Raising America's Living Standards
Where have all the wage gains gone? Four years into a recovery, with unemployment low, inflation under control, and corporate profits strong, workers at nearly all levels appear to be getting stiffed. One recent Labor Dept. study showed that real compensation has actually fallen for the past five years. Other studies show wages and benefits up, but less than in previous recoveries.
At least in the 1980s, stagnant pay could be blamed on low productivity and a high dollar, which hurt exports. Not anymore. Productivity is way up and the dollar is down, making the U.S. an export giant. But that hasn't translated into wage gains. While factory workers with high school educations took the brunt of downsizings in the 1980s, today college-educated professionals are getting hit. Starting salaries for college graduates have lagged behind inflation since 1991.
What gives? There are lots of reasons offered for the wage squeeze: international competition, technology, deregulation, the decline of unions, and cuts in the defense industry. Some people are even talking about America shifting from a consumer to a producer society, a la Japan.
A simpler truth is that America just may not be growing fast enough. The last time income rose was when economic growth was high enough to really tighten the labor market. From 1950 to 1973, the economy grew an average of 3.4% a year. Incomes rose steadily, and a whole generation did better than its parents. From 1973 to 1988, however, growth dropped to an average of 2.6% a year, and incomes grew sluggishly. From 1988 to 1994, economic growth dipped to 2.1%, and income growth deteriorated further.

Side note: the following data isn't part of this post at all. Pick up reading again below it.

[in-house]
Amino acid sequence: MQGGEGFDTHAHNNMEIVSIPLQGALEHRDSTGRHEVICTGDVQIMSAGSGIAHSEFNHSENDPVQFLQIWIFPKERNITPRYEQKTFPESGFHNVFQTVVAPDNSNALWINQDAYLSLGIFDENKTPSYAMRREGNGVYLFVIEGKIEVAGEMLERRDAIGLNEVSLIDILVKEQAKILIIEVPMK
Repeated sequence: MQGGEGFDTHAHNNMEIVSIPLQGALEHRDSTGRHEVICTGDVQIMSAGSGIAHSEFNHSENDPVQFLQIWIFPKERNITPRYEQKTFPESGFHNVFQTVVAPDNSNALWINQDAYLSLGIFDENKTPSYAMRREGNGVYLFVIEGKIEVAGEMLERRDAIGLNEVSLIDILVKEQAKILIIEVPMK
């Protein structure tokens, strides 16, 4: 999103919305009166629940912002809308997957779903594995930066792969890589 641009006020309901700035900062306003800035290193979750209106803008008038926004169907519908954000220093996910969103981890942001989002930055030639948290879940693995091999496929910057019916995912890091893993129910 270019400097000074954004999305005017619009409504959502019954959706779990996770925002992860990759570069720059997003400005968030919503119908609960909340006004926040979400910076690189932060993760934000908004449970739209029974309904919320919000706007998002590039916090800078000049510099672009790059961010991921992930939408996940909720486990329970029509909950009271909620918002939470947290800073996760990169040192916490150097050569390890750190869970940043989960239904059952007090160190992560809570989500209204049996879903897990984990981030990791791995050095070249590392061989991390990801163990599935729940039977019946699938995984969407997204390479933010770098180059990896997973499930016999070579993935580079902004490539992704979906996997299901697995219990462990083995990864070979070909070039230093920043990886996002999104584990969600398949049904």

True, the world is a lot different today than it was in the '50s and '60s. But if history is any guide, an economy expanding at 3% or more annually is more likely to generate real gains in compensation than one limping along at 2%.
Unfortunately, the economic assumptions behind the two balanced-budget proposals floating around Washington promise weak growth. The Republicans assume 2.3% growth for the next seven years. President Clinton assumes 2.45%. What you plan for, you often get, and both proposals foresee anemic expansion--rates that won't boost compensation.
There's a better way. America's current wave of rapid productivity growth is no one-year wonder. It is time for policymakers to consider quickening the pace of economic expansion. After years of weak growth, productivity has shifted back to the 2% range common during the post-World War II period. With productivity so high, there's not much risk of inflation coming from the kind of fast growth that encourages companies to hire, train, and pay for new employees.
An impending balanced-budget agreement gives a fast-growth economy strategy even more cover. For the first time in 26 years, the U.S. is probably going to remove the giant federal fiscal stimulus from the economy, giving savings and capital investment the chance to grow fast without inflation. It is high time the Federal Reserve acknowledged the two new facts of economic life in America: Productivity is way up, and the government deficit is about to go way down. It's time to get growth back up to 3%-plus. To do otherwise risks leaving all those goods and services sitting on shelves, left by a middle class that can't afford them.